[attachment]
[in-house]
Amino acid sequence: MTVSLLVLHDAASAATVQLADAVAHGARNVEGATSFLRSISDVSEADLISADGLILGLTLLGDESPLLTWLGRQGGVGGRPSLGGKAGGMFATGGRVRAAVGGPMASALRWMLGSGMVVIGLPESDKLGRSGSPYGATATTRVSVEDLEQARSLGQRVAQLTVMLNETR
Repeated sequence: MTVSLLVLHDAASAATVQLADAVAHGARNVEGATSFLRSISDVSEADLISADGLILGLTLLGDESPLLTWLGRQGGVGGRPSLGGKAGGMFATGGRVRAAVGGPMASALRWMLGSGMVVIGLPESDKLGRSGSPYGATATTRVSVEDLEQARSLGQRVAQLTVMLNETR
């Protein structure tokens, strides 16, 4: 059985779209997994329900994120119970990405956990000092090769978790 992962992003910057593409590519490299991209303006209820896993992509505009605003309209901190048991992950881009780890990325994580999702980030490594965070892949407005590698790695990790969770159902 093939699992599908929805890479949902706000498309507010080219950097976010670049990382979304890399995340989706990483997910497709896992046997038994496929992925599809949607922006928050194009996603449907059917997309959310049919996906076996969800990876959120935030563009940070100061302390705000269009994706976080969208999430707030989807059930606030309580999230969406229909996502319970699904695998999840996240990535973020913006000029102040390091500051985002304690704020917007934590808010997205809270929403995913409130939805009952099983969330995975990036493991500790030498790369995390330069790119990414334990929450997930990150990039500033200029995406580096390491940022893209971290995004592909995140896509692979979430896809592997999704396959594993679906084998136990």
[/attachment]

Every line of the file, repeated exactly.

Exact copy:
[in-house]
Amino acid sequence: MTVSLLVLHDAASAATVQLADAVAHGARNVEGATSFLRSISDVSEADLISADGLILGLTLLGDESPLLTWLGRQGGVGGRPSLGGKAGGMFATGGRVRAAVGGPMASALRWMLGSGMVVIGLPESDKLGRSGSPYGATATTRVSVEDLEQARSLGQRVAQLTVMLNETR
Repeated sequence: MTVSLLVLHDAASAATVQLADAVAHGARNVEGATSFLRSISDVSEADLISADGLILGLTLLGDESPLLTWLGRQGGVGGRPSLGGKAGGMFATGGRVRAAVGGPMASALRWMLGSGMVVIGLPESDKLGRSGSPYGATATTRVSVEDLEQARSLGQRVAQLTVMLNETR
């Protein structure tokens, strides 16, 4: 059985779209997994329900994120119970990405956990000092090769978790 992962992003910057593409590519490299991209303006209820896993992509505009605003309209901190048991992950881009780890990325994580999702980030490594965070892949407005590698790695990790969770159902 093939699992599908929805890479949902706000498309507010080219950097976010670049990382979304890399995340989706990483997910497709896992046997038994496929992925599809949607922006928050194009996603449907059917997309959310049919996906076996969800990876959120935030563009940070100061302390705000269009994706976080969208999430707030989807059930606030309580999230969406229909996502319970699904695998999840996240990535973020913006000029102040390091500051985002304690704020917007934590808010997205809270929403995913409130939805009952099983969330995975990036493991500790030498790369995390330069790119990414334990929450997930990150990039500033200029995406580096390491940022893209971290995004592909995140896509692979979430896809592997999704396959594993679906084998136990």